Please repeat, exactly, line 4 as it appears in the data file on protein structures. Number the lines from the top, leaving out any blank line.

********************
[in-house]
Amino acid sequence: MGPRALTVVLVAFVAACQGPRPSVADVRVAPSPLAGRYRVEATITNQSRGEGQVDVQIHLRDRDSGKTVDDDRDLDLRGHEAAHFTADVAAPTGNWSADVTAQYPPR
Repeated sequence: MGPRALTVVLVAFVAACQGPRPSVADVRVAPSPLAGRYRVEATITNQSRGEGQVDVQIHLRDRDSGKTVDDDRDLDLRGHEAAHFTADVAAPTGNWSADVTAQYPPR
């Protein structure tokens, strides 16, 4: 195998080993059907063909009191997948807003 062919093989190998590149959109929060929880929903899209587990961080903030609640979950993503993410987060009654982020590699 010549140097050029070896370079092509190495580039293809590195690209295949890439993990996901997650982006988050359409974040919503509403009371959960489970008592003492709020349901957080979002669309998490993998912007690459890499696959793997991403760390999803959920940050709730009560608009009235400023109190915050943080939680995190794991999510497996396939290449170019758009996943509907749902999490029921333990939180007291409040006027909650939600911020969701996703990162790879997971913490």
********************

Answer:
């Protein structure tokens, strides 16, 4: 195998080993059907063909009191997948807003 062919093989190998590149959109929060929880929903899209587990961080903030609640979950993503993410987060009654982020590699 010549140097050029070896370079092509190495580039293809590195690209295949890439993990996901997650982006988050359409974040919503509403009371959960489970008592003492709020349901957080979002669309998490993998912007690459890499696959793997991403760390999803959920940050709730009560608009009235400023109190915050943080939680995190794991999510497996396939290449170019758009996943509907749902999490029921333990939180007291409040006027909650939600911020969701996703990162790879997971913490």